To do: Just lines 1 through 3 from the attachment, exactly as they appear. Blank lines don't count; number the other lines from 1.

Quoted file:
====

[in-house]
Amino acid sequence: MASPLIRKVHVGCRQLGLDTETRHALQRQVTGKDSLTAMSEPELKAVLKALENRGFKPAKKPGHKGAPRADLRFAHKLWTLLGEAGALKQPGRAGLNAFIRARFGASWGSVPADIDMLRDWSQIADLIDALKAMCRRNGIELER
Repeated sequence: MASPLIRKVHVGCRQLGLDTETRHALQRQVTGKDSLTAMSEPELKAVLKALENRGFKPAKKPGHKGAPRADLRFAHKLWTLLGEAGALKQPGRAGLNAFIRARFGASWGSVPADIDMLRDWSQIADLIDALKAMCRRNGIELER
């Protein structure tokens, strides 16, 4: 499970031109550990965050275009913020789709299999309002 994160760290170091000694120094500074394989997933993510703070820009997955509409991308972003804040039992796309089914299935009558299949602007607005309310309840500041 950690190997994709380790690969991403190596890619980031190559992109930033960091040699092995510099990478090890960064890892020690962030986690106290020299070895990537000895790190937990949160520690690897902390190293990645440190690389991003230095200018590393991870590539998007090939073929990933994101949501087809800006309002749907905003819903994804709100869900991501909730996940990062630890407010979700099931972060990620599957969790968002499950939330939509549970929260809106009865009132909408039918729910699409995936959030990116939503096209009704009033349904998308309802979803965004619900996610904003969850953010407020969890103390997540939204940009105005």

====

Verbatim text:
[in-house]
Amino acid sequence: MASPLIRKVHVGCRQLGLDTETRHALQRQVTGKDSLTAMSEPELKAVLKALENRGFKPAKKPGHKGAPRADLRFAHKLWTLLGEAGALKQPGRAGLNAFIRARFGASWGSVPADIDMLRDWSQIADLIDALKAMCRRNGIELER
Repeated sequence: MASPLIRKVHVGCRQLGLDTETRHALQRQVTGKDSLTAMSEPELKAVLKALENRGFKPAKKPGHKGAPRADLRFAHKLWTLLGEAGALKQPGRAGLNAFIRARFGASWGSVPADIDMLRDWSQIADLIDALKAMCRRNGIELER